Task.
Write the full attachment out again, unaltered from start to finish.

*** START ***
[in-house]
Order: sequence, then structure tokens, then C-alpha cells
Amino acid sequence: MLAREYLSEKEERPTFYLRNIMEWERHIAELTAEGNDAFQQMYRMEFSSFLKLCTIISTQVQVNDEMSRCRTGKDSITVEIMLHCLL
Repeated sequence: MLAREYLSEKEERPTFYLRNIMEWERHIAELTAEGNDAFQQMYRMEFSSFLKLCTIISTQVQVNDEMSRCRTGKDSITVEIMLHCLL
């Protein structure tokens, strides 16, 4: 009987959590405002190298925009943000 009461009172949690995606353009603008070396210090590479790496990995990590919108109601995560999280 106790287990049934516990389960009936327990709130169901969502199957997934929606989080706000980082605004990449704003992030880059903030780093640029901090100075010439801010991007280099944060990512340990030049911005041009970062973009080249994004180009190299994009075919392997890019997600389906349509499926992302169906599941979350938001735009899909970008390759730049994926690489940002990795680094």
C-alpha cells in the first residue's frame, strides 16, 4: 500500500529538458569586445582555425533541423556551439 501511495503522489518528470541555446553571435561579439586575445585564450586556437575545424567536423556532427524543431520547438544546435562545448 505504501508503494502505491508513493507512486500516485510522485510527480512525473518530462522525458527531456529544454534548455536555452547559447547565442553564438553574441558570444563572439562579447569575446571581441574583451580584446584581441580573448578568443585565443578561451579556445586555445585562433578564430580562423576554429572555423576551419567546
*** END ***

[in-house]
Order: sequence, then structure tokens, then C-alpha cells
Amino acid sequence: MLAREYLSEKEERPTFYLRNIMEWERHIAELTAEGNDAFQQMYRMEFSSFLKLCTIISTQVQVNDEMSRCRTGKDSITVEIMLHCLL
Repeated sequence: MLAREYLSEKEERPTFYLRNIMEWERHIAELTAEGNDAFQQMYRMEFSSFLKLCTIISTQVQVNDEMSRCRTGKDSITVEIMLHCLL
């Protein structure tokens, strides 16, 4: 009987959590405002190298925009943000 009461009172949690995606353009603008070396210090590479790496990995990590919108109601995560999280 106790287990049934516990389960009936327990709130169901969502199957997934929606989080706000980082605004990449704003992030880059903030780093640029901090100075010439801010991007280099944060990512340990030049911005041009970062973009080249994004180009190299994009075919392997890019997600389906349509499926992302169906599941979350938001735009899909970008390759730049994926690489940002990795680094």
C-alpha cells in the first residue's frame, strides 16, 4: 500500500529538458569586445582555425533541423556551439 501511495503522489518528470541555446553571435561579439586575445585564450586556437575545424567536423556532427524543431520547438544546435562545448 505504501508503494502505491508513493507512486500516485510522485510527480512525473518530462522525458527531456529544454534548455536555452547559447547565442553564438553574441558570444563572439562579447569575446571581441574583451580584446584581441580573448578568443585565443578561451579556445586555445585562433578564430580562423576554429572555423576551419567546